• To finalize your first stop, go to the Santa Barbara Courthouse (1100 Anacapa St, Santa Barbara, CA 93101), and take in the views from their clock tower.

Malibu & Pacific Palisades

Zuma Beach along the Pacific Coast Highway
Zuma Beach, Malibu, California
View from Getty Villa, California
View from Getty Villa
Exhibition inside of Getty Vila
An exhibition inside of Getty Villa

Getty Villa

17985 Pacific Coast Hwy, Pacific Palisades, CA 90272

I know that Malibu is most commonly known for its beautiful beaches, but they also have one of the state’s best museums on Grecian and Roman history and art. Visit the ancient world by seeing beautiful gardens, architecture, historic statues, and a killer view of the Pacific Ocean from the authentically re-created first-century Roman gardens.  One cool tour that they have is an audio tour from the World of Pearcy Jackson as you walk through the different exhibits. Located at the easterly end of the Malibu Coast, the Villa, one of the two J. Paul Getty Museums. The museum itself is free, but parking is $20 and is well worth it.

  • Point Mugu State Park (9000 Pacific Coast Hwy, Malibu, CA 90265) is a bit of a ride off the Pacific Coast Highway into the mountains. The stunning ride offers five miles of ocean shoreline with rocky bluffs, sandy beaches, sand dunes, and over 70 miles of a hiking trail.
  • El Matador State Beach (32215 Pacific Coast Hwy, Malibu, CA 90265-2529). Not your average sandy beach—this one offers cliffs, boulders, rock formations, and a taste of the beaches Central California.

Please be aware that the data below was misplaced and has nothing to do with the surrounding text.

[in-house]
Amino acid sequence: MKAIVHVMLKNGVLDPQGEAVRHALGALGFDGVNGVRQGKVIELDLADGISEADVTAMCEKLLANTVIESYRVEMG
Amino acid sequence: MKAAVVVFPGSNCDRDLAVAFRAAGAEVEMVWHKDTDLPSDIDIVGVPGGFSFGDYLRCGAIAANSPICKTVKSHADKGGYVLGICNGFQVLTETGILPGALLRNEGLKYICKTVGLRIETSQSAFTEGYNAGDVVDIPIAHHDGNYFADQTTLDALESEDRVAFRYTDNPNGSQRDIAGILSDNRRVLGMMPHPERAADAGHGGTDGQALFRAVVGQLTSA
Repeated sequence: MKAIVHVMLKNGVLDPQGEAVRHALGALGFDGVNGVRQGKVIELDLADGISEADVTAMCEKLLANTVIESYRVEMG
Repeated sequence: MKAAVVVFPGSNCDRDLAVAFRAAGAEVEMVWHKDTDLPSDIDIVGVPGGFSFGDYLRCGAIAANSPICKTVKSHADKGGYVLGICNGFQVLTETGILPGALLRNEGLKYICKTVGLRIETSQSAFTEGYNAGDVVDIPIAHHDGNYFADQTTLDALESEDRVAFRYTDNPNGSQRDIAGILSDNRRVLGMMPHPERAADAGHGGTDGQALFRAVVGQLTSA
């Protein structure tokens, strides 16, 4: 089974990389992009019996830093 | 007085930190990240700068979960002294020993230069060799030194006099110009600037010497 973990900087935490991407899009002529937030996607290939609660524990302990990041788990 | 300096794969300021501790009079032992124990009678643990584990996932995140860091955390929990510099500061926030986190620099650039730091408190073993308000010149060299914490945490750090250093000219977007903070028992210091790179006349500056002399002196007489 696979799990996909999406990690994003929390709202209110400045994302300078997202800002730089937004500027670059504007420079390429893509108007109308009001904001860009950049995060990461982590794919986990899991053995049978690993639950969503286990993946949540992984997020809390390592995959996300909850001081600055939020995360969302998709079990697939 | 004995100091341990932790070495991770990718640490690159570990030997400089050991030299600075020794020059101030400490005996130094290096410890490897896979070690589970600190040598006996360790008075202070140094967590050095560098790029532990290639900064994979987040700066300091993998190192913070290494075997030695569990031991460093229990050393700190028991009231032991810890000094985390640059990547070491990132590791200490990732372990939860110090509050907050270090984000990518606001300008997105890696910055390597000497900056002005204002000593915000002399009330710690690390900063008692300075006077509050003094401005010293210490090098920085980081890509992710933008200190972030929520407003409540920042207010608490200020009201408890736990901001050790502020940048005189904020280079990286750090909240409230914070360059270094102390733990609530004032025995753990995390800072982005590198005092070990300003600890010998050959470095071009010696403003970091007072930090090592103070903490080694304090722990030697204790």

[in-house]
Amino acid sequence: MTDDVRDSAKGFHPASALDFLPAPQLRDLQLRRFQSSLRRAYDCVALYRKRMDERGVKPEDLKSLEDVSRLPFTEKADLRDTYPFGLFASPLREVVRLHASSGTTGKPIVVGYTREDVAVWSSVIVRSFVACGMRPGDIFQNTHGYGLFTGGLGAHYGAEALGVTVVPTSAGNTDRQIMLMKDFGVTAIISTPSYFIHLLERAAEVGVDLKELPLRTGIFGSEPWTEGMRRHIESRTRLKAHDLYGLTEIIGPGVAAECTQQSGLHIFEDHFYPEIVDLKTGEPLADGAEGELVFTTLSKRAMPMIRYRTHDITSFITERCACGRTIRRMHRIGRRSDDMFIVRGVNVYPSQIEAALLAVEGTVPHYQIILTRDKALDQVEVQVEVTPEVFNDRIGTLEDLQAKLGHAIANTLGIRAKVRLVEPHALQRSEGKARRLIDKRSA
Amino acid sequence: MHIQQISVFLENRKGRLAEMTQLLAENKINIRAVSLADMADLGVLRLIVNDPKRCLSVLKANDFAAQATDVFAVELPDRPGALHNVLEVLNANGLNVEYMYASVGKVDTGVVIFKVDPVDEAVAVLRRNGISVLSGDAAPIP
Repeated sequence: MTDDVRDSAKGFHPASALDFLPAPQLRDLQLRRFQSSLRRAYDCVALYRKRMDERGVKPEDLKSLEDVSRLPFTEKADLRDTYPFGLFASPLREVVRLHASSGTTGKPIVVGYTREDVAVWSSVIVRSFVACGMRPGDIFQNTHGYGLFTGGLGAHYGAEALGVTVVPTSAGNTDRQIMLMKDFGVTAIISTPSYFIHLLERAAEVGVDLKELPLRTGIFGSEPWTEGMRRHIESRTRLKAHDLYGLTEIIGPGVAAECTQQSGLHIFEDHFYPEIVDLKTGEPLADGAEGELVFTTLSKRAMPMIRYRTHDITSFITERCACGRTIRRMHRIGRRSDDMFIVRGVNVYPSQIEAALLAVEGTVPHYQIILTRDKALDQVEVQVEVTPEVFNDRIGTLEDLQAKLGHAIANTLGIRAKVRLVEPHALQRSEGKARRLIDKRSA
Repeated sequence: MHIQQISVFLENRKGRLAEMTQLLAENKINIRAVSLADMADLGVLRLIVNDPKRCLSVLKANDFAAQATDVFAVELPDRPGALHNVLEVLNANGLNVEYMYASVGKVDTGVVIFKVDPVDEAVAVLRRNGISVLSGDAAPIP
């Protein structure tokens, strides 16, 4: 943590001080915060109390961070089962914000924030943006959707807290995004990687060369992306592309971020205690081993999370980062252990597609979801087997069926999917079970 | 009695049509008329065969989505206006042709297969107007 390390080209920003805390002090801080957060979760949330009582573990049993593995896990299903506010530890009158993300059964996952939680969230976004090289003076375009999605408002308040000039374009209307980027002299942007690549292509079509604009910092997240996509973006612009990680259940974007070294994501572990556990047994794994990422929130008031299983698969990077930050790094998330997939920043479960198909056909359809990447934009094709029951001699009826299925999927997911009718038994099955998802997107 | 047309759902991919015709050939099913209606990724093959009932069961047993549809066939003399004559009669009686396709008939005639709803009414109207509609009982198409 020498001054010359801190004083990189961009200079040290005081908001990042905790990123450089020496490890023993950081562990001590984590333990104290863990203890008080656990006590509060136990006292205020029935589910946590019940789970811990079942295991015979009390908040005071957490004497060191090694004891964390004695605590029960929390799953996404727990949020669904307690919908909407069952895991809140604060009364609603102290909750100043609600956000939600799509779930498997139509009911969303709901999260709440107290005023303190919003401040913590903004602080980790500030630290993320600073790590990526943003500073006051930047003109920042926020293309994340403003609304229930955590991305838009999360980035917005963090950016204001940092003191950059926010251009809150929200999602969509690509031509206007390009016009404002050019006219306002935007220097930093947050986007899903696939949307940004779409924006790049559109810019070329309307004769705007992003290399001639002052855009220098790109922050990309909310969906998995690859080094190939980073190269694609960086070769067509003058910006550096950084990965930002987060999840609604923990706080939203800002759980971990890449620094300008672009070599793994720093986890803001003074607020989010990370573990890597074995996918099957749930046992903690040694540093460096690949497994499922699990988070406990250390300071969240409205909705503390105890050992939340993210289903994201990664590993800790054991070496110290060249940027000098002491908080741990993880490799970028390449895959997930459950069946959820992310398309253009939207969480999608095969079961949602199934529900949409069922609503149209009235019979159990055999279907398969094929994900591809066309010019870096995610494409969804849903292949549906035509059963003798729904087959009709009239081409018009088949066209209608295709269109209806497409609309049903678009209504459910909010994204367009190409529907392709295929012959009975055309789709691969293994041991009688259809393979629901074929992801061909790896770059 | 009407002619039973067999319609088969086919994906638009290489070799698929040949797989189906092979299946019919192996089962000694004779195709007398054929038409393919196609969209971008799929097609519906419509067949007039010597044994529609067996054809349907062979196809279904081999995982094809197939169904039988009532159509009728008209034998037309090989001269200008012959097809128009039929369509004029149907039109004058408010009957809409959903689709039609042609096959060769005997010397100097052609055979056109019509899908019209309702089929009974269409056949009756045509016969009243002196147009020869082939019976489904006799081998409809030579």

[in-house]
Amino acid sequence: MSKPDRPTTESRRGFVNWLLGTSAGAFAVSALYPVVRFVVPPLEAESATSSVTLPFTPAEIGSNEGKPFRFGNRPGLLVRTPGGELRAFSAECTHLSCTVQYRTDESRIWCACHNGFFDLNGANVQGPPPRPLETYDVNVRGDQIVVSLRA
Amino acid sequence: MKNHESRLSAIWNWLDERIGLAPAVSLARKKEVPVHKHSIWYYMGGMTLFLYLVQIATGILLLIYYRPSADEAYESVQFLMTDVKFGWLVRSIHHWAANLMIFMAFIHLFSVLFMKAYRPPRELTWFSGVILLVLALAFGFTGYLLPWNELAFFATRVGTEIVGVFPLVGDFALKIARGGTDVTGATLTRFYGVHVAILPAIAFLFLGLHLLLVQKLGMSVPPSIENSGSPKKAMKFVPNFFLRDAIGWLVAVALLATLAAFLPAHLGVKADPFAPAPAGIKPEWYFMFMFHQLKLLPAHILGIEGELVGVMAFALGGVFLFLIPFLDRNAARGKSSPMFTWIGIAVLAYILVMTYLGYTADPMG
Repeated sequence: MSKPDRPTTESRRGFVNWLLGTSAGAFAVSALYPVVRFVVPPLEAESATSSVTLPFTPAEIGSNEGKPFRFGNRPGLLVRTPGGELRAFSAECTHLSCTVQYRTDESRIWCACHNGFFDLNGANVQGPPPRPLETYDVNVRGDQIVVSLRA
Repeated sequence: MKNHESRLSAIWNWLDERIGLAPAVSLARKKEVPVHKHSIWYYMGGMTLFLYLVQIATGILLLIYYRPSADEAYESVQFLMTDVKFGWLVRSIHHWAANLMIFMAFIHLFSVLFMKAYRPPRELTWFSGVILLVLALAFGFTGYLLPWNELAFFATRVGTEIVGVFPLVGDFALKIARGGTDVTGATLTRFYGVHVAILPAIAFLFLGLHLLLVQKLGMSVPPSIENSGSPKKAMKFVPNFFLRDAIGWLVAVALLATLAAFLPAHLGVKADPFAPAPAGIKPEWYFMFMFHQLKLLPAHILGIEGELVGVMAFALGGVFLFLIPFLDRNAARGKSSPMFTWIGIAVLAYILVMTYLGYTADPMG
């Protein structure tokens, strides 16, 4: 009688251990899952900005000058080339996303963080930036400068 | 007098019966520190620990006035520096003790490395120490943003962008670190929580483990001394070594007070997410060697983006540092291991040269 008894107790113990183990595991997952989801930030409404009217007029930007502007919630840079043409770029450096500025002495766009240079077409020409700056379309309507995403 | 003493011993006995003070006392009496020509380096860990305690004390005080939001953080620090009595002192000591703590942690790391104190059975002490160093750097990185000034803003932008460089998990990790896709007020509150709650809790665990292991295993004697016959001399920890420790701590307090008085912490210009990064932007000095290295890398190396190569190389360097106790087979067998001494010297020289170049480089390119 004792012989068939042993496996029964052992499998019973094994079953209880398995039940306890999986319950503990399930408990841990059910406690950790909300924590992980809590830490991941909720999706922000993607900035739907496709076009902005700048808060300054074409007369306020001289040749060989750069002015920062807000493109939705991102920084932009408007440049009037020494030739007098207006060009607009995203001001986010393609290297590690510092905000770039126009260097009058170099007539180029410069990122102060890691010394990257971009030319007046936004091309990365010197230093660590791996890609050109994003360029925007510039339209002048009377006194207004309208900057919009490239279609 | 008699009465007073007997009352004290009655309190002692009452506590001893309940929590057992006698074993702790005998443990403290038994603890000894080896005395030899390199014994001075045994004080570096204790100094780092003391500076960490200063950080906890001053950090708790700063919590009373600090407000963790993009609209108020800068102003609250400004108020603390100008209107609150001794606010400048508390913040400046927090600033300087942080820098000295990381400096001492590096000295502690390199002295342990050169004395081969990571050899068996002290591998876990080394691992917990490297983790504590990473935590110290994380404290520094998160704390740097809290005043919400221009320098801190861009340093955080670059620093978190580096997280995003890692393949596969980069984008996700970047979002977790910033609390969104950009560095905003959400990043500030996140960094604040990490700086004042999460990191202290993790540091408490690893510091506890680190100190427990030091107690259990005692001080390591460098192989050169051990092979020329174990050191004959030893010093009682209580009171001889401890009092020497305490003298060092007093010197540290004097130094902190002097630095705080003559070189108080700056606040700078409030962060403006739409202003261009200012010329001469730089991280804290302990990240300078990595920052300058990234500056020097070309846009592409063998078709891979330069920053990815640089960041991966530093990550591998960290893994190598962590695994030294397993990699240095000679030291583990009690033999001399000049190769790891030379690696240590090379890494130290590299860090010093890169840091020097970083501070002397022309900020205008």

• Zuma Beach (30000 Pacific Coast Hwy, Malibu, CA 90265-3601). A more traditional beach, Zuma is the quintessential beach with long vast sands, clean water, and perfect surf.
  • Malibu Lagoon State Beach (Pacific Coast Hwy, Malibu, CA 90265-4937). Walk around the lagoon for a great view and an entrance into the Pacific Ocean Beach. It’s also not as crowded as some of the other beaches in the area.
  • Adamson House and Malibu Lagoon Museum (23200 Pacific Coast Hwy, Malibu, CA 90265) is a historic house and gardens within Malibu Lagoon State Park.
  • Malibu Pier (23000 Pacific Coast Hwy, Malibu, CA 90265-4936). Malibu Pier is a lot quieter than many of the other piers in Southern California, but it’s a great place to grab a bite to eat while watching the sea and the surfers.
  • Charmlee Wilderness Park (2577 Encinal Canyon Rd, Malibu, CA 90265). It’s currently closed due to the Woolsey Fire. Once it opens, 532-acre park and nature center is a great place to explore the canyon and wilderness of Western Malibu.
  • Will Rogers State Beach (17000 CA-1, Pacific Palisades, CA 90272) is near the intersection with Temescal Canyon Road and is one of the most popular swimming and skin-diving beaches. It is one of the filming locations for the original Baywatch and is excellent to walk and job on during the early morning hours. (Parking also isn’t heinous).
  • Tuna Canyon Park (2802 Tuna Canyon Rd, Topanga, CA 90290) gives you a great view of the ocean, Malibu, San Fernando Valley and of the mountains.

Santa Monica

"David Mark</a> from <a href="">Pixabay</a>] Aerial view of Venice Beach[/caption]

Butterflies on Venice Beach [Image by <a href="">dazman</a> from <a href="">Pixabay</a>]
Butterflies on Venice Beach

Venice Beach Boardwalk

1800 Ocean Front Walk, Venice, CA 90291